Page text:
United Nations Security Council diplomats and Muslim foreign ministers convened emergency meetings Sunday to demand a stop to civilian bloodshed as Israeli warplanes carried out the deadliest single attacks in nearly a week of Hamas rocket barrages and Israeli airstrikes.
However, US President Joe Biden gave no signs of stepping up public pressure on Israel to agree to an immediate cease-fire despite calls from some Democrats for the Biden administration to get more involved.
His ambassador to the United Nations, Linda Thomas-Greenfield, told an emergency high-level meeting of the Security Council that the United States was “working tirelessly through diplomatic channels” to stop the fighting.
But as battles between Israel and Gaza’s militant Hamas rulers surged to their worst levels since 2014 and the international outcry grew, the Biden administration — determined to wrench U.S. foreign policy focus away from the Middle East and Afghanistan — has declined so far to criticize Israel’s part in the fighting or send a top-level envoy to the region. Appeals by other countries showed no sign of progress.
Thomas-Greenfield warned that the return to armed conflict would only put a negotiated two-state solution to the decades-old Israeli-Palestinian conflict even further out of reach. However, the United States, Israel’s closest ally, has so far blocked days of efforts by China, Norway and Tunisia to get the Security Council to issue a statement, including a call for the cessation of hostilities.
In Israel, Hady Amr, a deputy assistant dispatched by U.S. Secretary of State Antony Blinken to try to de-escalate the crisis, met with Israeli Defense Minister Benny Gantz, who thanked the U.S. for its support.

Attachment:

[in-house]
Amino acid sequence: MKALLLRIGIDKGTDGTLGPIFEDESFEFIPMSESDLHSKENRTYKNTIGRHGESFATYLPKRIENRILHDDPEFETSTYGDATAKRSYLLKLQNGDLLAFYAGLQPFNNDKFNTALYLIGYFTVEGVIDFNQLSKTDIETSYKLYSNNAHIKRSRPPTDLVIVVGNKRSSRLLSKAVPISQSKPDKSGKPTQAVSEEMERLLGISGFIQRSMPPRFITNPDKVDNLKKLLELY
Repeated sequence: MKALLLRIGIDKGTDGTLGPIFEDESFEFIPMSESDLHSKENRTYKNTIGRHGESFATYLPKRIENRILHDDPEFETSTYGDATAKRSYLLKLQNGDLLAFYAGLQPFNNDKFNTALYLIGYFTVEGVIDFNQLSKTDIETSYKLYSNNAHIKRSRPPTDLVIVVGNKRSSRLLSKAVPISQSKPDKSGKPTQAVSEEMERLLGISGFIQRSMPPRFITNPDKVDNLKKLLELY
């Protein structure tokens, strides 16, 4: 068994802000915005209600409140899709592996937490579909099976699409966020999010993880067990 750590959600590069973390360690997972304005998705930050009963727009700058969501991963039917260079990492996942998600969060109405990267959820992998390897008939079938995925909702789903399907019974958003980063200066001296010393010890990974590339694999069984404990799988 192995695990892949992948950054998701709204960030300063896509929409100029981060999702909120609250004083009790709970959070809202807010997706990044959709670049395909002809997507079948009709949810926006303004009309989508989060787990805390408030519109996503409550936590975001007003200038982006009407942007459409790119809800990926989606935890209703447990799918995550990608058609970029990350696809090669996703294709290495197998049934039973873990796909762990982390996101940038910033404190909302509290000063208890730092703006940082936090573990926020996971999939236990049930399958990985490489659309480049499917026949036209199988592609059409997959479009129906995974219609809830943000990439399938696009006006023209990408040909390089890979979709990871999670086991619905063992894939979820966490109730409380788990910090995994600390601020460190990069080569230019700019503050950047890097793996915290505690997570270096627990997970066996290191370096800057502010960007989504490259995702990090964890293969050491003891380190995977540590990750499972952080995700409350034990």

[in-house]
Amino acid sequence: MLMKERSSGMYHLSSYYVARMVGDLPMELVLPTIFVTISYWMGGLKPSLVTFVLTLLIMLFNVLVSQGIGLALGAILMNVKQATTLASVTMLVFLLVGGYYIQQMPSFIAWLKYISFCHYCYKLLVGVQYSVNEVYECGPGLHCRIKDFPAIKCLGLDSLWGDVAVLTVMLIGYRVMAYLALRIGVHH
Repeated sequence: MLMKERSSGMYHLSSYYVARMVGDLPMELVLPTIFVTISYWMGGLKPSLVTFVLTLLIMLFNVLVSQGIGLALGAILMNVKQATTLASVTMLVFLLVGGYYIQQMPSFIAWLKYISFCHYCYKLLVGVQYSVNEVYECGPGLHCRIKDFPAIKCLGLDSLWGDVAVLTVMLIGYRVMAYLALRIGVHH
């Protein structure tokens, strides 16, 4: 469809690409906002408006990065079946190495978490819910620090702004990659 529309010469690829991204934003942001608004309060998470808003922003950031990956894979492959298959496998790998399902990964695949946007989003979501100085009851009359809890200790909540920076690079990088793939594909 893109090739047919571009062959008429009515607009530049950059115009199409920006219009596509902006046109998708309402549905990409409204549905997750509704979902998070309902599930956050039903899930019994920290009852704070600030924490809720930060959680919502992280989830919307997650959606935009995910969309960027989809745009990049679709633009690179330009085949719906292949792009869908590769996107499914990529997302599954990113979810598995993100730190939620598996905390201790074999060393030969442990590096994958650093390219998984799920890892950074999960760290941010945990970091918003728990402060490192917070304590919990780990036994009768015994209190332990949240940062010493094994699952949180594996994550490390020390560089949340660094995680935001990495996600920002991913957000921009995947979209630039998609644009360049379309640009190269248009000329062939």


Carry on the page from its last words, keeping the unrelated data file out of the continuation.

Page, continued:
Blinken himself headed out on an unrelated tour of Nordic countries, with no announced plans to stop in the Middle East in response to the crisis. He made calls from the plane to Egypt and other nations working to broker a cease-fire, telling Egypt that all parties “should de-escalate tensions and bring a halt to the violence.”
Rep. Adam Schiff, Democratic chairman of the House intelligence committee, urged Biden on Sunday to step up pressure on both sides to end current fighting and revive talks to resolve Israel’s conflicts and flashpoints with the Palestinians.
“I think the administration needs to push harder on Israel and the Palestinian Authority to stop the violence, bring about a cease-fire, end these hostilities, and get back to a process of trying to resolve this long-standing conflict,” Schiff, a California Democrat, told CBS’s “Face the Nation.”Biden focused on civilian deaths from Hamas rockets in a call with Netanyahu on Saturday, and a White House readout of the call made no mention of the U.S. urging Israel to join in a cease-fire that regional countries were pushing. Thomas-Greenfield said U.S. diplomats were engaging with Israel, Egypt and Qatar, along with the U.N. SOVEREIGNPH